There is a diversity in the way scientists are portrayed: Cosima – the curious explorer; Leekie – the ego; Scott – the geek; Delphine – career-driven; Duncan – perhaps closest to the stereotype of a scientist.
    The science is realistic. There is no computer magic. The clones have to wait for several episodes before a full DNA sequencing gets done.

The Girls Who Waited

Russell Blackford, Sarah Ash, MaryAnn Johanson, L. M. Myles, Jack Bowman

This panel discussed the lack of female protagonists in time-travel stories.

[Note: I wasn’t particularly comfortable with the title of this panel, given that it was grown women being discussed under the heading ‘girls’. However, it does kind of highlight the point about how women are perceived and referred to differently than men. Yes, the panel title is a reference to an episode title. But in that episode it is still full-grown-woman Amy Pond who is referred to as a girl (even when playing a 50 year old). ]

My takeaways:

  • When female characters participate in time travel stories, they rarely have agency.
    Continuum given as an example of time travel story with a strong female protagonist – but Kira has no control over the time travel itself, she is thrown back against her will.
    In the comic of Days of Future Past, it was Kitty Pryde who went back to sort things out. But in the movie, they gave the agency to a male character, Wolverine.
    River Song, a character who initially seemed to be able to navigate the timeline on her own initiative became more and more diminished into just the love interest and the pawn of other people’s plans.
  • When women do appear in time travel narratives, it’s all about a man anyway.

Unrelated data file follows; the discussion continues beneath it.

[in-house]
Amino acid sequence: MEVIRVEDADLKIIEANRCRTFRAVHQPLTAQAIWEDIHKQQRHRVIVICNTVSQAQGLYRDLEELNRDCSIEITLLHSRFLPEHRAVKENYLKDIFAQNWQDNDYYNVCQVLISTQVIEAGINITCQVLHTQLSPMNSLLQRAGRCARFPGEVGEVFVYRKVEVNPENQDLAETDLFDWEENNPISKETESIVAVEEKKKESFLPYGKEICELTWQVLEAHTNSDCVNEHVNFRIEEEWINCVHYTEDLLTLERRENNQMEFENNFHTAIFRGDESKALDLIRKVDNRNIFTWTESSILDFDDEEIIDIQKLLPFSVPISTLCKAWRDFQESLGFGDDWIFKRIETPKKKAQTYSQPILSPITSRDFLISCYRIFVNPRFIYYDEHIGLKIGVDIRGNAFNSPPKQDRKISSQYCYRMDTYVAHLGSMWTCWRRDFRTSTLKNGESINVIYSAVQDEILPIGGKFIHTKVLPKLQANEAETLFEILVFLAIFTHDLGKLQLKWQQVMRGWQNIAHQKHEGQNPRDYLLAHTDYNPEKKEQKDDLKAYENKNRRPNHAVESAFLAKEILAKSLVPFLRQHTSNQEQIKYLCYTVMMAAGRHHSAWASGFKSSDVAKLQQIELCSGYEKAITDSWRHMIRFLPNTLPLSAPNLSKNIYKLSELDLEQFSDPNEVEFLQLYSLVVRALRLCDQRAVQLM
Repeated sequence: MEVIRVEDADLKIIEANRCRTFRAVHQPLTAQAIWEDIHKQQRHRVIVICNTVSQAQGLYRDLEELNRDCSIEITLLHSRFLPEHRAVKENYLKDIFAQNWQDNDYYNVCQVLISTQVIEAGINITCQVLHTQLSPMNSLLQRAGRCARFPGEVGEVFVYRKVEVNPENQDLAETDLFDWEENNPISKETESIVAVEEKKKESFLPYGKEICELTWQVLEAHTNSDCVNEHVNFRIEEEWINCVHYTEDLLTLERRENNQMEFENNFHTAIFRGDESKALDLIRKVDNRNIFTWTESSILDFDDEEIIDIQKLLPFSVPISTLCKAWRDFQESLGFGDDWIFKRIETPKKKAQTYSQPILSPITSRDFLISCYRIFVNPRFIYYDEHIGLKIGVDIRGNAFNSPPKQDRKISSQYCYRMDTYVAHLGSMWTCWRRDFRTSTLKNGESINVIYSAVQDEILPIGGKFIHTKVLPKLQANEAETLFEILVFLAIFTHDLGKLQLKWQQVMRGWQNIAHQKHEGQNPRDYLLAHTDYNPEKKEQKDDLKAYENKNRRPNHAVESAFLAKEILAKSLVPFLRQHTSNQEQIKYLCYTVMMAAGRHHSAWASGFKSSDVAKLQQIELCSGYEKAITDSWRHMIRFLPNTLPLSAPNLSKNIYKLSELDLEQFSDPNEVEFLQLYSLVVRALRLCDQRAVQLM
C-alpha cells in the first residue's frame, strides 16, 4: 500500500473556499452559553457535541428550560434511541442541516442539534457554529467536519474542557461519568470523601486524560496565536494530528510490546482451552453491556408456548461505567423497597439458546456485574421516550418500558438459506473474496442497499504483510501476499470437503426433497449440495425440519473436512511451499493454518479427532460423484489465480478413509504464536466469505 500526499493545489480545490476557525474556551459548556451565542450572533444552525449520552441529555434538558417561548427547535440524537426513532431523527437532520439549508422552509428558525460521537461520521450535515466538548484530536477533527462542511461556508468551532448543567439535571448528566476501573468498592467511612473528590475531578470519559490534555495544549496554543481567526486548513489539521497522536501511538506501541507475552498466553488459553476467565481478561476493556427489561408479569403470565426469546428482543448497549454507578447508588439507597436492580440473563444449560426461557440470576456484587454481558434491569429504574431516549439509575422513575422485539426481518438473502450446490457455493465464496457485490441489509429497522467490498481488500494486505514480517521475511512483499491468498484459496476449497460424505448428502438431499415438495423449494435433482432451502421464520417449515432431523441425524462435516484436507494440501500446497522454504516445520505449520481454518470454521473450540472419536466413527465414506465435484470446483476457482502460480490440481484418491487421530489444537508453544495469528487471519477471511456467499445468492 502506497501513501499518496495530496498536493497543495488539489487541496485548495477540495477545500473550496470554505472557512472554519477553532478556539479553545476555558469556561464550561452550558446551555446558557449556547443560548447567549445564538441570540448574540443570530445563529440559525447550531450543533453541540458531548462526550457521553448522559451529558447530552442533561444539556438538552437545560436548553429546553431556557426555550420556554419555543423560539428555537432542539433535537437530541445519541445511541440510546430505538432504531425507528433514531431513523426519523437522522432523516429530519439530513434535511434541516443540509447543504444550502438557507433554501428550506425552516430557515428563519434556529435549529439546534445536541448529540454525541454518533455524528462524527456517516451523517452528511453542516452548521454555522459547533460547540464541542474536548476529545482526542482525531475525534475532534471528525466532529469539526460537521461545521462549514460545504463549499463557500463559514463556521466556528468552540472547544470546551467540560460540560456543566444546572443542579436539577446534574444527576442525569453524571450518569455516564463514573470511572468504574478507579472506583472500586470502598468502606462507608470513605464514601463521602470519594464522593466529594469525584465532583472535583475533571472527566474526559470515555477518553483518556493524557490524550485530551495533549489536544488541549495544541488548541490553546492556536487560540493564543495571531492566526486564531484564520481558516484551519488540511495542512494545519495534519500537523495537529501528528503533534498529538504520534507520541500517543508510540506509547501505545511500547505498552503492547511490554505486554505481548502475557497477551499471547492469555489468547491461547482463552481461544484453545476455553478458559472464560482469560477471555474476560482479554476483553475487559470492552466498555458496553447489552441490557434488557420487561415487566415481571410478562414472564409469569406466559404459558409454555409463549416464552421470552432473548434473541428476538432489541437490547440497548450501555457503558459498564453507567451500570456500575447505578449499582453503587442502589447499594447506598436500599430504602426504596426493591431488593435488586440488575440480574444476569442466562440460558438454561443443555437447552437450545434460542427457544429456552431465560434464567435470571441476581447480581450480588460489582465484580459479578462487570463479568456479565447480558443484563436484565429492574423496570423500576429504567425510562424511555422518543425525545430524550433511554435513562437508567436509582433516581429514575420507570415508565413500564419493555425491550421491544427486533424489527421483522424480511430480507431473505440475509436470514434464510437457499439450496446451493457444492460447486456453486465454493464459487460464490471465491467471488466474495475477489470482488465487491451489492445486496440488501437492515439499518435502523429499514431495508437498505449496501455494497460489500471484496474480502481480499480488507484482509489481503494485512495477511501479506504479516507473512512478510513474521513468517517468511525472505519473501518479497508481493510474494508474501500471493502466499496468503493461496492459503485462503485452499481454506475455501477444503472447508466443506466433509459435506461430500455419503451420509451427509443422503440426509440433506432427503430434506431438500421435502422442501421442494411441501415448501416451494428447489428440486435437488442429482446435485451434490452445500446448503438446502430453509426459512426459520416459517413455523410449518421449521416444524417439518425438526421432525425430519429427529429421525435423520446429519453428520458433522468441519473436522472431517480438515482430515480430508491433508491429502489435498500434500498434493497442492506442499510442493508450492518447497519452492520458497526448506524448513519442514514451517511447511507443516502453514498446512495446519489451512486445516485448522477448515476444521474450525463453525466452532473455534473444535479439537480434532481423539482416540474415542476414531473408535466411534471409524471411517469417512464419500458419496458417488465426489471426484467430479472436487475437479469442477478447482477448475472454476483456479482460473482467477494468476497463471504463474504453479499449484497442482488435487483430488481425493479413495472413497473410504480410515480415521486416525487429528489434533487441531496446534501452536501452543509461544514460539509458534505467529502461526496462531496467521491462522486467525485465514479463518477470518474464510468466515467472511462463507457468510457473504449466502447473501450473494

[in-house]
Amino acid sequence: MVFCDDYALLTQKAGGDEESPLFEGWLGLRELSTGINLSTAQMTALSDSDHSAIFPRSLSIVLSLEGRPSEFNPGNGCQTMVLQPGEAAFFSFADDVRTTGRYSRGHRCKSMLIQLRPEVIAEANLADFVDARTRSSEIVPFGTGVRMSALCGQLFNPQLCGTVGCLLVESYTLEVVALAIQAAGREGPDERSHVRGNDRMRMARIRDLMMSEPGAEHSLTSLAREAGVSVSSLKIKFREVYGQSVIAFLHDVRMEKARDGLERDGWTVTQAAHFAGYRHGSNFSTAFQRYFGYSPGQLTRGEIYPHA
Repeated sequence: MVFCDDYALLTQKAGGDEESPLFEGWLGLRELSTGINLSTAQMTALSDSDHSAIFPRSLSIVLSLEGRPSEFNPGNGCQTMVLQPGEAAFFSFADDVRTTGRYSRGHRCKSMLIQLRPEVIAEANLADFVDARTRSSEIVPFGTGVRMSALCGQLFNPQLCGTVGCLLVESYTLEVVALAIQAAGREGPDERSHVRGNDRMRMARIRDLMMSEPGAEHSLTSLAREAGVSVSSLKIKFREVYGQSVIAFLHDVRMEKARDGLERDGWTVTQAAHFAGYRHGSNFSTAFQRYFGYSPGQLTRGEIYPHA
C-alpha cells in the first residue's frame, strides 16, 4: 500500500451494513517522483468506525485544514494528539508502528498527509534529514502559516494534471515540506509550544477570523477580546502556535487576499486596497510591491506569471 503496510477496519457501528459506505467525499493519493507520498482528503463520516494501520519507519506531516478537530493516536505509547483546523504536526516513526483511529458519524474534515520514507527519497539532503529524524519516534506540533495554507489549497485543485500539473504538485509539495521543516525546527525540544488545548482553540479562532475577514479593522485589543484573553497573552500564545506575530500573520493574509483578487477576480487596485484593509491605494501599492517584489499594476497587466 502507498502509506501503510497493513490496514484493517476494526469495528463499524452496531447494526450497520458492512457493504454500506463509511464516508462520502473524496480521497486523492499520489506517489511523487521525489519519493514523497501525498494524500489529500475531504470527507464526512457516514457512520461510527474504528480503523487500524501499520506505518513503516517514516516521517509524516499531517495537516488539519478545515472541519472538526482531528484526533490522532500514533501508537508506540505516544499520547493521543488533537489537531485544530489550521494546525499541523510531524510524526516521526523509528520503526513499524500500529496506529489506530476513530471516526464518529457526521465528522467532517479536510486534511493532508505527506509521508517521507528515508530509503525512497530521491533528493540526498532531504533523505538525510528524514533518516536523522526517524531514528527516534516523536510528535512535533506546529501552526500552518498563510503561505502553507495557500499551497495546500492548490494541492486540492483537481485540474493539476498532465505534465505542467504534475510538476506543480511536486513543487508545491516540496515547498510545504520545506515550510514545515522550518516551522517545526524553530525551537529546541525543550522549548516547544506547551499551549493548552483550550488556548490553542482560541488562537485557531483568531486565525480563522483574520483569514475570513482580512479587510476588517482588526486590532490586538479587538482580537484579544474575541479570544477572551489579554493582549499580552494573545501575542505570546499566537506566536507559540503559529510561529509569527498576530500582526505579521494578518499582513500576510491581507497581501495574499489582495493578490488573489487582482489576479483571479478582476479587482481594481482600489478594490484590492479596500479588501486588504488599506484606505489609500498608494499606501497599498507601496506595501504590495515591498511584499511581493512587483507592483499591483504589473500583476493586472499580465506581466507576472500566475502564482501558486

Sliding Doors (not quite time travel, but another movie where the woman has no control of her progress through the timeline) is marketted as a romance. It’s about a woman getting rid of the crap boyfriend and meeting the right man.
    The Time Traveller’s Wife is about how a woman’s life is impacted by a time travelling man.
    Outlander – a woman send back in time (again not by her own agency) falls in love with a man there and decides not to return (to a different man) in her own time.
    Doctor Who – because now it’s all always about the Doctor isn’t it [*sigh*]
  • Doctor Who companions:
    Do the female companions tend to reflect their time period?
    Has the representation of female companions improved linearly from the past to the present? Not really.
    In the 60s/70s, compared to other TV shows at the time Doctor Who contained better female roles.
    The companions are always intelligent, but how are they used? Do they challenge the Doctor? Rose did for the 9th and Donna for the 10th. Other than that, not so much in the new series.
  • The argument that it is harder to send women back in time because of historical attitudes to women is a cop out. Wherever you look there are always examples of women in power.
  • You can’t force artists to make stories they don’t want to tell. Instead we have to open the field to a wide range of storytellers.